The perspectives of people with dementia on their future, end of life and on being cared for by others: A qualitative study

S.R. Bolt*, J.T. van der Steen, C. Khemai, J.M.G.A. Schols, S.M.G. Zwakhalen, J.M.M. Meijers

*Corresponding author for this work

Research output: Contribution to journalArticleAcademicpeer-review


Aims and objectives To explore the perspectives of people with dementia on being cared for by others, on the future and on the end of life, and to evaluate the capability and willingness of participants to have these conversations.Background Awareness about perspectives of people with dementia should decrease stigmatisation and improve their quality of life. Applying palliative care principles from an early stage is important to address diverse needs and to anticipate the future. Few studies investigate perspectives of people with dementia regarding palliative care, including advance care planning.Design Qualitative descriptive design.Methods We performed in-depth interviews with 18 community-dwelling persons with dementia in South-Limburg, the Netherlands. Transcripts were analysed using an inductive content analysis. Two authors coded the data and regularly compared coding. All authors discussed abstraction into categories and themes. We followed the COREQ reporting guidelines.Results Five overarching themes derived from the interviews were as follows: (a) My life still has value and meaning, (b) I am my own unique individual, (c) I place my trust in other people, (d) The future worries me, and (e) I accept and embrace what life brings.Conclusions Participants' thoughts about the future and the end of life involved feelings of ambiguity and anxiety, but also of contentment and resignation. Despite worrying thoughts of decline, participants primarily demonstrated resilience and acceptance. They expressed appreciation and trust towards those who care for them. They wished to be recognised as unique and worthy humans, until the end of life.Relevance to clinical practice This study demonstrates capability and willingness of people with dementia to discuss the future and end-of-life topics. Public and professional awareness may facilitate opportunities for informal end-of-life discussions. Healthcare professionals should promote belongingness of persons with dementia and strive to build equal, trustful care relationships with them and their families.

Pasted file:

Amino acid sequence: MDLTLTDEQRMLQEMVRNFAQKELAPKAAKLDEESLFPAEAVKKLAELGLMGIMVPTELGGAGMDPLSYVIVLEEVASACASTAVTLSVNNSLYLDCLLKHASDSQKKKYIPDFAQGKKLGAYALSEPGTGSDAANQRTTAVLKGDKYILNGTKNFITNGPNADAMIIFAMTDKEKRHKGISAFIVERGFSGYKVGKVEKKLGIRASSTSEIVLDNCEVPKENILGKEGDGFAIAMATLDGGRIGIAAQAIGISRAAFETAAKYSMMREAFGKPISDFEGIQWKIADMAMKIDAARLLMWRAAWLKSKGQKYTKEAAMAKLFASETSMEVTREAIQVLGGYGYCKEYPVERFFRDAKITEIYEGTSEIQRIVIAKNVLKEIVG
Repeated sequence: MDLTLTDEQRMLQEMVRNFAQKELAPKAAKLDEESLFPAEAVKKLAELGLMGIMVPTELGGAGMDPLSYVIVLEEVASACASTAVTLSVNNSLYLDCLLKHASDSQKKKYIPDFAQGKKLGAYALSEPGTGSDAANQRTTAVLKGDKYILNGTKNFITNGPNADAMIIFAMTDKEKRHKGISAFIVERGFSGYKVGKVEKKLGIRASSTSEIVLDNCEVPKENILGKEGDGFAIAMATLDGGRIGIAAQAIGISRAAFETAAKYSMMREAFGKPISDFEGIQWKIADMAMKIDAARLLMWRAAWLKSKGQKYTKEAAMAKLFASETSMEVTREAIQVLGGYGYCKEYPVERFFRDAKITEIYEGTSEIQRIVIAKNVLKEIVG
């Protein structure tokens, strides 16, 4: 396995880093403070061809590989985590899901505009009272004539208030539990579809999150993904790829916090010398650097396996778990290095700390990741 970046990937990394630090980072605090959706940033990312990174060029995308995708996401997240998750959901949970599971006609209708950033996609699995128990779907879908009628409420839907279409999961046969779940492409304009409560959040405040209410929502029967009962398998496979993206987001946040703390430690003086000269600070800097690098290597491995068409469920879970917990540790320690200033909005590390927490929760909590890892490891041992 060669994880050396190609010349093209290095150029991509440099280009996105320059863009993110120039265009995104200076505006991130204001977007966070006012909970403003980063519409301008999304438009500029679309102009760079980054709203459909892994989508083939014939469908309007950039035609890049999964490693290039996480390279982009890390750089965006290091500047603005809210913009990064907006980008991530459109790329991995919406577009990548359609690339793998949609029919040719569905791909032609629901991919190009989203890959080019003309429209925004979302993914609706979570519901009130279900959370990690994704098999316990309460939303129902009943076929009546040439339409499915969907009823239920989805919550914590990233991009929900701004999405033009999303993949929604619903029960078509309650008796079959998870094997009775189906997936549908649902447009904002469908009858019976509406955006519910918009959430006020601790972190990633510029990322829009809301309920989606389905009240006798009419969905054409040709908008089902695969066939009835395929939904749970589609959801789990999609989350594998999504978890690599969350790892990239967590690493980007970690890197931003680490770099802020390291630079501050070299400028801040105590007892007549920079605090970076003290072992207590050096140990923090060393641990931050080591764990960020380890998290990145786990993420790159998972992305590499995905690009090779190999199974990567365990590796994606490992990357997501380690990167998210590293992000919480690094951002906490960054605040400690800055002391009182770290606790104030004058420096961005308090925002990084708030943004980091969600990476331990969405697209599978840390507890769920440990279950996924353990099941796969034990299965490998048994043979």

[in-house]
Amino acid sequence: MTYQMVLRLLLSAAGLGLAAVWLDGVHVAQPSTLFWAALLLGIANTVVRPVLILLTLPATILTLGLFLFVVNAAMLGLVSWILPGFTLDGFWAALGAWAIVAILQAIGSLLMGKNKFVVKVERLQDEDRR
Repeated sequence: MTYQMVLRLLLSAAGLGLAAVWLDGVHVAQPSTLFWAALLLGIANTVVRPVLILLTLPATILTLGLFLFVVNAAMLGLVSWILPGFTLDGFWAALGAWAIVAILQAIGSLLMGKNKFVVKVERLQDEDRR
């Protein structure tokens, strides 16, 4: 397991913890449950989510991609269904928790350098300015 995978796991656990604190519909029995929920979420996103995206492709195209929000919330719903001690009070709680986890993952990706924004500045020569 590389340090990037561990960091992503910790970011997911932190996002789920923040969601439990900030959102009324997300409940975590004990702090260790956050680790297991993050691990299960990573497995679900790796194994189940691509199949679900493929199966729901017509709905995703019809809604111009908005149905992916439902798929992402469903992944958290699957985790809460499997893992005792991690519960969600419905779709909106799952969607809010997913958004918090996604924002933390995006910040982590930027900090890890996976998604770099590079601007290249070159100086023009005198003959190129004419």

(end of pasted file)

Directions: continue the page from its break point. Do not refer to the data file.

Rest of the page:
Original languageEnglish
Pages (from-to)1738-1752
Number of pages15
JournalJournal of Clinical Nursing
Issue number13-14
Early online date25 Jan 2021
Publication statusPublished - Jul 2022


  • advance care planning
  • attitude to death
  • dementia
  • end-of-life care
  • family caregivers
  • nursing care
  • palliative care
  • qualitative research
  • quality of life


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